As for Associated Milk Producers Incorporated, amending the complaint would likewise be futile. Associated Milk Producers Incorporated would need to be directly negligent, as distinguished from vicariously liable for Heatwole's negligence, in order to establish its liability. Plaintiff has furnished no case precedent in which a person or entity in the lead position of a caravan creating dust has been determined to be negligent and the proximate cause of an accident involving a trailing vehicle in the caravan. Plaintiff cited Kuehl v. Horner Lumber Company, 678 N.W.2d 809 (SD 2004) and State Auto Insurance Companies v. BNC & Audrey Duggan, 702 N.W.2d 379 ( SD 2005). In the Kuehl case, the plaintiff settled with the driver of the other vehicle in the accident, then sued the lumber company who helped load the trailer which fish tailed causing the accident and plaintiff's injuries. The court relied on the Restatement (Second )of Torts 324A (1965) for the proposition that one (the lumber company) who gratuitously undertakes to render services to another which he should recognize as necessary for the protection of a third person is liable to the third person for his negligence. In Kuehl the load was too heavy for the trailer and improperly placed causing the fish tail. In State Auto the defendant was caring for her father's yard and pet when father was gone. She forgot to lock a door to the father's house when she left. Later defendant's daughter (granddaughter of defendant's father) came to the house to swim. The daughter entered the house through the unlocked door, and without permission took the keys to grandpa's suburban and wrecked it in a single vehicle accident. The granddaughter's mother who had gratuitously undertaken the duty to care for grandpa's home while he was gone could be liable to grandpa for the damage to his suburban because her gratuitous undertaking created a special relationship and because injury to grandpa's property was foreseeable if she forgot the lock the house when she was finished caring for it. In State Auto the court also adhered to the rule that third parties generally have no duty to control the actions of others. In this case Associated Milk Producers did not undertake to protect Heatwole or the owner of the car he was driving. Associated Milk Producers' employee drove the lead pickup to show the way to the dairy farm to be toured. All the pickups kicked up dust, an unavoidable, naturally occurring consequence of driving on a dry gravel road. Associated Milk Producers generally had no duty to control the actions of Heatwole. State Auto v. Duggan, 702 N.W.2d 379. Associated Milk Producers did not undertake gratuitously or for consideration to render services for the protection of Heatwole or the owner of Heatwole's pickup. State Auto v. Duggan at 387, citing the Restatement (Second) of Torts §323 (1965). Associated Milk Producers, therefore, could not fail to exercise reasonable care to perform an undertaking which it had not undertaken to perform. Restatement Torts §324A. Plaintiff's alleged failures to exercise reasonable care on the part of Associated Milk Producersdid not increase the risk of harm beyond that which existed without the alleged undertaking. See Restatement (3d) of Torts, proposed § 43.*fn1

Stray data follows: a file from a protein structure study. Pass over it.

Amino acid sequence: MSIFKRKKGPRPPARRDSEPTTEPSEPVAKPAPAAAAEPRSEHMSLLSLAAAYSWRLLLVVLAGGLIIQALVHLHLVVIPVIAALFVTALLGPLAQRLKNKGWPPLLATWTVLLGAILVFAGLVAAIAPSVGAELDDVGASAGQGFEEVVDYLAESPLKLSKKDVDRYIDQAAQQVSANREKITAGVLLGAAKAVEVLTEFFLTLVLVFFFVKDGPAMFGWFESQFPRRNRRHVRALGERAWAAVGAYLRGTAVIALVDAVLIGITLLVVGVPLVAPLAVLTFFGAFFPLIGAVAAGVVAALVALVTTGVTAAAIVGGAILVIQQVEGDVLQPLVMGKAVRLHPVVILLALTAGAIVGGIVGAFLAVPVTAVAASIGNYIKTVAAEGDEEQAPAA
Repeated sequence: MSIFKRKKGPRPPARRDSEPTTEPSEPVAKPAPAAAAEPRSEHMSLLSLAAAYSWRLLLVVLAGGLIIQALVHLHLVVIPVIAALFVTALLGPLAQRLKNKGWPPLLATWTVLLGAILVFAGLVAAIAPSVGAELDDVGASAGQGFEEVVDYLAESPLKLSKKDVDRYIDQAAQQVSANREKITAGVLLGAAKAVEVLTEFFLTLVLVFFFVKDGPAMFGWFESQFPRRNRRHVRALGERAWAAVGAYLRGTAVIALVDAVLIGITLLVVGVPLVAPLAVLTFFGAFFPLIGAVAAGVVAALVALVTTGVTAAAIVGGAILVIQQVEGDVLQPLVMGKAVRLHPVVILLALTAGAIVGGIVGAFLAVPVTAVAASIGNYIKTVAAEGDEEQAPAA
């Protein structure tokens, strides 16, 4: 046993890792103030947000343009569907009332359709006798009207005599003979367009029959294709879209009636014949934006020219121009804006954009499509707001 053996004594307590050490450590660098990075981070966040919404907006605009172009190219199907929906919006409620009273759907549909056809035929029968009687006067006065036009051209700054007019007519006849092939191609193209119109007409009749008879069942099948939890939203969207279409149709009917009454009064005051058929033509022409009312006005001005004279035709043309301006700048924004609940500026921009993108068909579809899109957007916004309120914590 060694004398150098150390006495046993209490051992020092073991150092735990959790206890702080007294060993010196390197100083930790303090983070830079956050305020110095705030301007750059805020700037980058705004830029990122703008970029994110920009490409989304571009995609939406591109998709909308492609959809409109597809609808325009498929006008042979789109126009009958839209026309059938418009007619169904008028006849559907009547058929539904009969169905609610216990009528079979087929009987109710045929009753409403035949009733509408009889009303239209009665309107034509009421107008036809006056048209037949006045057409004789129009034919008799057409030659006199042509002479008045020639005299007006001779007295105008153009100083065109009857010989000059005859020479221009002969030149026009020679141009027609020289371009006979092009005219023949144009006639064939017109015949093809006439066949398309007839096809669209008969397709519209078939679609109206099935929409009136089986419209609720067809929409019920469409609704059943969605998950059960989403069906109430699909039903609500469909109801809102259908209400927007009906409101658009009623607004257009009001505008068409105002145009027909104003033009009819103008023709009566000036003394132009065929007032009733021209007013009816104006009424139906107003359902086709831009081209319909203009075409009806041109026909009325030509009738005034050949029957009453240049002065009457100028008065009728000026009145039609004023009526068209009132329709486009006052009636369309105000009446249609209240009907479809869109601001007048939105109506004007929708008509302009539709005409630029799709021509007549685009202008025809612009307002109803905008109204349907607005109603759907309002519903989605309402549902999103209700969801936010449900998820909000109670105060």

The Motion to Amend Complaint (Doc. 19) and First Amended Motion to Amend Complaint (Doc. 20) are DENIED.

4. Motion to Compel by plaintiff (Doc. 22).

This motion is to compel defendant to disclose the identities of the four unnamed ministers of the Wisler Mennonite Church which plaintiff identified as John Does 1through 4 in his proposed amended complaint.

An actor who undertakes to render services to another that the actor knows or should know reduce the risk of physical harm to which a third person is exposed has a duty of reasonable care to the third person in conducting the undertaking if:

(a) the failure to exercise reasonable care increases the risk of harm beyond that which existed without the undertaking,

(b) the actor has undertaken to perform a duty owed by the other to the third person, or

(c) the person to whom the services are rendered, the third party, or another relies on the actor's exercising reasonable care in the undertaking.

Comment: . . . . a. History. The Restatement Second of Torts contained two Sections addressing undertakings, one imposing a duty to those on whose behalf the undertaking was taken and one imposing a duty to third parties. These two Sections might have been combined into a single Section imposing a duty of reasonable care to all persons for whom an undertaking reduced the risk of harm. However, because Subsection (b) of this Section omits any requirement of reliance or increased risk and because courts have employed and become accustomed to two undertakings sections, this Restatement continues the organization of the Second Restatement. This Section replaces Restatement Second of Torts § 324A. As with § 42, omission of language contained in the Second Restatement including gratuitous and contractual undertakings is for felicity of expression, not substantive change.


Given the ruling which denies plaintiff's motion to amend the complaint to add sixteen new defendants, the identities of these four John Does is moot. The Motion to Compel (Doc. 22) is DENIED AS MOOT.


It is hereby ORDERED that:

1. Defendant's Motion to Compel (Doc. 16) is DENIED AS MOOT;

2. Plaintiff's Motion to Amend Complaint (Doc. 19) and First Amended Motion to Amend Complaint (Doc. 20) are DENIED.

3. Plaintiff's Motion to Compel (Doc. 22) is DENIED AS MOOT.